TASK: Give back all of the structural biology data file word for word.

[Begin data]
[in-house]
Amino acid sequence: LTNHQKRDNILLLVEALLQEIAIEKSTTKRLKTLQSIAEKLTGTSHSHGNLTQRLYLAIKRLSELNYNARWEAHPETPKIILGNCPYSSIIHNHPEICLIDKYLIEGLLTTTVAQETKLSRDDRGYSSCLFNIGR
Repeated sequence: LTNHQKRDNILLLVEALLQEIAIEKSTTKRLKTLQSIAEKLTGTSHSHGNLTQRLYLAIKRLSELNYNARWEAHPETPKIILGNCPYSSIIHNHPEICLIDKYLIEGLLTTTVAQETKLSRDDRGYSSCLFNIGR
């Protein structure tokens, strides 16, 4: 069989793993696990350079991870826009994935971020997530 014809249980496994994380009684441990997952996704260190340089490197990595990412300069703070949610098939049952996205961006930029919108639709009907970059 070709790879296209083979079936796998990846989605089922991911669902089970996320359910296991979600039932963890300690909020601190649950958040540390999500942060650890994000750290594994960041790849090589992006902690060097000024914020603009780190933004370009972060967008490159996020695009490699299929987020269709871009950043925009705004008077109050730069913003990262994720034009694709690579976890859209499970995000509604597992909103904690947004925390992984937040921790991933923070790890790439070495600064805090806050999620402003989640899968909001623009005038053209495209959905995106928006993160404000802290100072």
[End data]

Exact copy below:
[in-house]
Amino acid sequence: LTNHQKRDNILLLVEALLQEIAIEKSTTKRLKTLQSIAEKLTGTSHSHGNLTQRLYLAIKRLSELNYNARWEAHPETPKIILGNCPYSSIIHNHPEICLIDKYLIEGLLTTTVAQETKLSRDDRGYSSCLFNIGR
Repeated sequence: LTNHQKRDNILLLVEALLQEIAIEKSTTKRLKTLQSIAEKLTGTSHSHGNLTQRLYLAIKRLSELNYNARWEAHPETPKIILGNCPYSSIIHNHPEICLIDKYLIEGLLTTTVAQETKLSRDDRGYSSCLFNIGR
């Protein structure tokens, strides 16, 4: 069989793993696990350079991870826009994935971020997530 014809249980496994994380009684441990997952996704260190340089490197990595990412300069703070949610098939049952996205961006930029919108639709009907970059 070709790879296209083979079936796998990846989605089922991911669902089970996320359910296991979600039932963890300690909020601190649950958040540390999500942060650890994000750290594994960041790849090589992006902690060097000024914020603009780190933004370009972060967008490159996020695009490699299929987020269709871009950043925009705004008077109050730069913003990262994720034009694709690579976890859209499970995000509604597992909103904690947004925390992984937040921790991933923070790890790439070495600064805090806050999620402003989640899968909001623009005038053209495209959905995106928006993160404000802290100072």